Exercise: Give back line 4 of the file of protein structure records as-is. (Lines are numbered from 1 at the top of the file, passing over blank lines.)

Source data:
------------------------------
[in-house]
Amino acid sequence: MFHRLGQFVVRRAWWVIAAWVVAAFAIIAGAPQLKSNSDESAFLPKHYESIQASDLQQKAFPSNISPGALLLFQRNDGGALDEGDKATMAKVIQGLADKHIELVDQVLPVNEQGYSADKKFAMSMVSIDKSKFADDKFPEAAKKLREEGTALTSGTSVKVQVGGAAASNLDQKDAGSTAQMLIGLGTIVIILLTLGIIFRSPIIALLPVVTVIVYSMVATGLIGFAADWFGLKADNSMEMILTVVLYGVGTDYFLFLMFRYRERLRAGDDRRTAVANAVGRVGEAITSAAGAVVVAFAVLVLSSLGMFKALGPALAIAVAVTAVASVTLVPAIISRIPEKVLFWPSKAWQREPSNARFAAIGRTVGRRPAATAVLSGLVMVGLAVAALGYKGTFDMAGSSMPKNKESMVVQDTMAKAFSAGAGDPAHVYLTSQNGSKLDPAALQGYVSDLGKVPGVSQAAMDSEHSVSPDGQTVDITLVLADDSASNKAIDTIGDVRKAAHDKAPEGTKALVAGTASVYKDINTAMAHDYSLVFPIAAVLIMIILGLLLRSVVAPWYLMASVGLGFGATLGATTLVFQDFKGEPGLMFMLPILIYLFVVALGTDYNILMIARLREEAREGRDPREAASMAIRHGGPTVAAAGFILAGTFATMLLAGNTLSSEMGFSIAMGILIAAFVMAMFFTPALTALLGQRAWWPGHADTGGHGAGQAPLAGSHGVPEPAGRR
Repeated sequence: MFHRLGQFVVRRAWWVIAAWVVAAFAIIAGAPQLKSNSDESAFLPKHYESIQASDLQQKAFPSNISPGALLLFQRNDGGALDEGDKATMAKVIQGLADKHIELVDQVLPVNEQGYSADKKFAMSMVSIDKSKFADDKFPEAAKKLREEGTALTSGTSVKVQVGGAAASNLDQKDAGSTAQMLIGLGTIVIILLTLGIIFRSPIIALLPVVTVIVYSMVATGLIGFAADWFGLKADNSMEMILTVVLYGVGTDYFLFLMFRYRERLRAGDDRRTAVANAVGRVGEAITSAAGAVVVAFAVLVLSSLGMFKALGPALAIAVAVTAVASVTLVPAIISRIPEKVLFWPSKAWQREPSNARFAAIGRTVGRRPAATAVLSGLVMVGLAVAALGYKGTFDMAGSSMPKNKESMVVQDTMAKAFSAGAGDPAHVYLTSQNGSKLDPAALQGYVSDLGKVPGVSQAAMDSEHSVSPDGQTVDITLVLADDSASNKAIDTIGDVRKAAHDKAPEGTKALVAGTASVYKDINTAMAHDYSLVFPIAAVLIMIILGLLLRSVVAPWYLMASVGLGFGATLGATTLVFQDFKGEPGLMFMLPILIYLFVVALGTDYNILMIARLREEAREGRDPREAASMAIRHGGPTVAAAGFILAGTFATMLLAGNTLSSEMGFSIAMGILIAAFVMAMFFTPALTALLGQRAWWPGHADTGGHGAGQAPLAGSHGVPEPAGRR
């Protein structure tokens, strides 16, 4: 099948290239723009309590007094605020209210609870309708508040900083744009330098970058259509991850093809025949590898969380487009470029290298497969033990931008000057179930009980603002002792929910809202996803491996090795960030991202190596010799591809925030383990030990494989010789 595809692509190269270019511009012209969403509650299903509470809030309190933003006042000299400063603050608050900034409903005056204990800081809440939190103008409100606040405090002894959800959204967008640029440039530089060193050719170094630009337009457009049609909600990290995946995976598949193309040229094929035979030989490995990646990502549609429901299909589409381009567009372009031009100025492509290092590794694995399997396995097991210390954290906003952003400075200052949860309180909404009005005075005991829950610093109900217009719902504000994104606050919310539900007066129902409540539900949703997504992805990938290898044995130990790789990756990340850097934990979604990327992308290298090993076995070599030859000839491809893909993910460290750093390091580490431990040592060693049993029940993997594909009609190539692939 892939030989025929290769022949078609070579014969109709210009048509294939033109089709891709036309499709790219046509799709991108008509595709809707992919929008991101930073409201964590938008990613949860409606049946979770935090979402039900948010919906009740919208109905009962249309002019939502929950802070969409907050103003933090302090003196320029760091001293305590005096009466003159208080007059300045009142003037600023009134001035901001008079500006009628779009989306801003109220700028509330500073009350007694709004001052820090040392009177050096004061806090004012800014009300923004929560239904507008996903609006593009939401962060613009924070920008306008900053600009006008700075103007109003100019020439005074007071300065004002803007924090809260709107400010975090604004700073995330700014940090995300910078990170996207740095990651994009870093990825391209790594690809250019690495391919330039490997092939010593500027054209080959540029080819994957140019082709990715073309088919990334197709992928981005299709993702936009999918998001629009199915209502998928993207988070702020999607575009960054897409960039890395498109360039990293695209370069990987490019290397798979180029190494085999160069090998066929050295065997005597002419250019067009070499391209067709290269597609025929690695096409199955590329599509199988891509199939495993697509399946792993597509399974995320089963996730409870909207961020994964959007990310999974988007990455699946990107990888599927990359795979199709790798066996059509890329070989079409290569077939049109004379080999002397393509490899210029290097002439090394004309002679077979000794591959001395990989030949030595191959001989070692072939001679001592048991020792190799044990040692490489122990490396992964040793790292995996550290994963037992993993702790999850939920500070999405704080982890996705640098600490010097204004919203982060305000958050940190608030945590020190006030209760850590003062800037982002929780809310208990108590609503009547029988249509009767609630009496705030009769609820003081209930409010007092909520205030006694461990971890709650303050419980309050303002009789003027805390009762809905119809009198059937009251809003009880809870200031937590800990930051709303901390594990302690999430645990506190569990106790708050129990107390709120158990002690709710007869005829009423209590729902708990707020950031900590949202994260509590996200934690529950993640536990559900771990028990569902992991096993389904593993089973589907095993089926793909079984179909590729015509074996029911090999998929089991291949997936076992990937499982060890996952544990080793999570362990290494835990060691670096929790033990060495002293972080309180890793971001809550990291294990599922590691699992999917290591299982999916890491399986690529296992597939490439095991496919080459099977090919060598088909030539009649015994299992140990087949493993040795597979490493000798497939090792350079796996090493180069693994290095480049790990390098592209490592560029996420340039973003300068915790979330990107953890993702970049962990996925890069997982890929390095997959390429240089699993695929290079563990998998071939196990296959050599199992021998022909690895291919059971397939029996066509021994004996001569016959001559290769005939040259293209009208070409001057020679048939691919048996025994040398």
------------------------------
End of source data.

């Protein structure tokens, strides 16, 4: 099948290239723009309590007094605020209210609870309708508040900083744009330098970058259509991850093809025949590898969380487009470029290298497969033990931008000057179930009980603002002792929910809202996803491996090795960030991202190596010799591809925030383990030990494989010789 595809692509190269270019511009012209969403509650299903509470809030309190933003006042000299400063603050608050900034409903005056204990800081809440939190103008409100606040405090002894959800959204967008640029440039530089060193050719170094630009337009457009049609909600990290995946995976598949193309040229094929035979030989490995990646990502549609429901299909589409381009567009372009031009100025492509290092590794694995399997396995097991210390954290906003952003400075200052949860309180909404009005005075005991829950610093109900217009719902504000994104606050919310539900007066129902409540539900949703997504992805990938290898044995130990790789990756990340850097934990979604990327992308290298090993076995070599030859000839491809893909993910460290750093390091580490431990040592060693049993029940993997594909009609190539692939 892939030989025929290769022949078609070579014969109709210009048509294939033109089709891709036309499709790219046509799709991108008509595709809707992919929008991101930073409201964590938008990613949860409606049946979770935090979402039900948010919906009740919208109905009962249309002019939502929950802070969409907050103003933090302090003196320029760091001293305590005096009466003159208080007059300045009142003037600023009134001035901001008079500006009628779009989306801003109220700028509330500073009350007694709004001052820090040392009177050096004061806090004012800014009300923004929560239904507008996903609006593009939401962060613009924070920008306008900053600009006008700075103007109003100019020439005074007071300065004002803007924090809260709107400010975090604004700073995330700014940090995300910078990170996207740095990651994009870093990825391209790594690809250019690495391919330039490997092939010593500027054209080959540029080819994957140019082709990715073309088919990334197709992928981005299709993702936009999918998001629009199915209502998928993207988070702020999607575009960054897409960039890395498109360039990293695209370069990987490019290397798979180029190494085999160069090998066929050295065997005597002419250019067009070499391209067709290269597609025929690695096409199955590329599509199988891509199939495993697509399946792993597509399974995320089963996730409870909207961020994964959007990310999974988007990455699946990107990888599927990359795979199709790798066996059509890329070989079409290569077939049109004379080999002397393509490899210029290097002439090394004309002679077979000794591959001395990989030949030595191959001989070692072939001679001592048991020792190799044990040692490489122990490396992964040793790292995996550290994963037992993993702790999850939920500070999405704080982890996705640098600490010097204004919203982060305000958050940190608030945590020190006030209760850590003062800037982002929780809310208990108590609503009547029988249509009767609630009496705030009769609820003081209930409010007092909520205030006694461990971890709650303050419980309050303002009789003027805390009762809905119809009198059937009251809003009880809870200031937590800990930051709303901390594990302690999430645990506190569990106790708050129990107390709120158990002690709710007869005829009423209590729902708990707020950031900590949202994260509590996200934690529950993640536990559900771990028990569902992991096993389904593993089973589907095993089926793909079984179909590729015509074996029911090999998929089991291949997936076992990937499982060890996952544990080793999570362990290494835990060691670096929790033990060495002293972080309180890793971001809550990291294990599922590691699992999917290591299982999916890491399986690529296992597939490439095991496919080459099977090919060598088909030539009649015994299992140990087949493993040795597979490493000798497939090792350079796996090493180069693994290095480049790990390098592209490592560029996420340039973003300068915790979330990107953890993702970049962990996925890069997982890929390095997959390429240089699993695929290079563990998998071939196990296959050599199992021998022909690895291919059971397939029996066509021994004996001569016959001559290769005939040259293209009208070409001057020679048939691919048996025994040398």